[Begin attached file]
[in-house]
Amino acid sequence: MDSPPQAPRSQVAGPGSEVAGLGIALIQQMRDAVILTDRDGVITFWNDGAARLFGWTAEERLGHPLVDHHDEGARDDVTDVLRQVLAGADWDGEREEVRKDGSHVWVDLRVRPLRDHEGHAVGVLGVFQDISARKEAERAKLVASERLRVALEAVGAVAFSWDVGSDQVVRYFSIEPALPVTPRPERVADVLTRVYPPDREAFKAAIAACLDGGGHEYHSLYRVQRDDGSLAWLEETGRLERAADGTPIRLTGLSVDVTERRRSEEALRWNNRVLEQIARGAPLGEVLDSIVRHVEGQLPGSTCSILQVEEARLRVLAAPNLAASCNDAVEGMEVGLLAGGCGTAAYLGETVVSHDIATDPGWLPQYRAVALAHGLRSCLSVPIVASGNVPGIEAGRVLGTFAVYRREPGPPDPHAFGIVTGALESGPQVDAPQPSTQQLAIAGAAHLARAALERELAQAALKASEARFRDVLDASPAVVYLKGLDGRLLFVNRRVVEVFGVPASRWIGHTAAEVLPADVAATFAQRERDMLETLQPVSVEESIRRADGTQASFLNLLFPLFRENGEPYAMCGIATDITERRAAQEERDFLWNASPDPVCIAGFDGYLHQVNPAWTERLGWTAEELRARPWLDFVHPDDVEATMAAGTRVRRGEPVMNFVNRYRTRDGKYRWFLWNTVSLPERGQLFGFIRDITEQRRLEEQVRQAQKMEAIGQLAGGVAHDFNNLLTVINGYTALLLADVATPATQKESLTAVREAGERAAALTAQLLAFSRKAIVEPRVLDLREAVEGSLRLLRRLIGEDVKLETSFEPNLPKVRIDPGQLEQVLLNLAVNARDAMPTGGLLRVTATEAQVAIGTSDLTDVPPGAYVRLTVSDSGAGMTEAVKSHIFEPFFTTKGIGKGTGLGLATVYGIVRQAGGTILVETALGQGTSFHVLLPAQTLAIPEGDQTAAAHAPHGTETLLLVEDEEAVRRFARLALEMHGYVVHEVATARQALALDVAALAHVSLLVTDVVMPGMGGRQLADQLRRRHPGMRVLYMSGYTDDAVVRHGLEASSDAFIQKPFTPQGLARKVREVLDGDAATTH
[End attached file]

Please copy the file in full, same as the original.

[in-house]
Amino acid sequence: MDSPPQAPRSQVAGPGSEVAGLGIALIQQMRDAVILTDRDGVITFWNDGAARLFGWTAEERLGHPLVDHHDEGARDDVTDVLRQVLAGADWDGEREEVRKDGSHVWVDLRVRPLRDHEGHAVGVLGVFQDISARKEAERAKLVASERLRVALEAVGAVAFSWDVGSDQVVRYFSIEPALPVTPRPERVADVLTRVYPPDREAFKAAIAACLDGGGHEYHSLYRVQRDDGSLAWLEETGRLERAADGTPIRLTGLSVDVTERRRSEEALRWNNRVLEQIARGAPLGEVLDSIVRHVEGQLPGSTCSILQVEEARLRVLAAPNLAASCNDAVEGMEVGLLAGGCGTAAYLGETVVSHDIATDPGWLPQYRAVALAHGLRSCLSVPIVASGNVPGIEAGRVLGTFAVYRREPGPPDPHAFGIVTGALESGPQVDAPQPSTQQLAIAGAAHLARAALERELAQAALKASEARFRDVLDASPAVVYLKGLDGRLLFVNRRVVEVFGVPASRWIGHTAAEVLPADVAATFAQRERDMLETLQPVSVEESIRRADGTQASFLNLLFPLFRENGEPYAMCGIATDITERRAAQEERDFLWNASPDPVCIAGFDGYLHQVNPAWTERLGWTAEELRARPWLDFVHPDDVEATMAAGTRVRRGEPVMNFVNRYRTRDGKYRWFLWNTVSLPERGQLFGFIRDITEQRRLEEQVRQAQKMEAIGQLAGGVAHDFNNLLTVINGYTALLLADVATPATQKESLTAVREAGERAAALTAQLLAFSRKAIVEPRVLDLREAVEGSLRLLRRLIGEDVKLETSFEPNLPKVRIDPGQLEQVLLNLAVNARDAMPTGGLLRVTATEAQVAIGTSDLTDVPPGAYVRLTVSDSGAGMTEAVKSHIFEPFFTTKGIGKGTGLGLATVYGIVRQAGGTILVETALGQGTSFHVLLPAQTLAIPEGDQTAAAHAPHGTETLLLVEDEEAVRRFARLALEMHGYVVHEVATARQALALDVAALAHVSLLVTDVVMPGMGGRQLADQLRRRHPGMRVLYMSGYTDDAVVRHGLEASSDAFIQKPFTPQGLARKVREVLDGDAATTH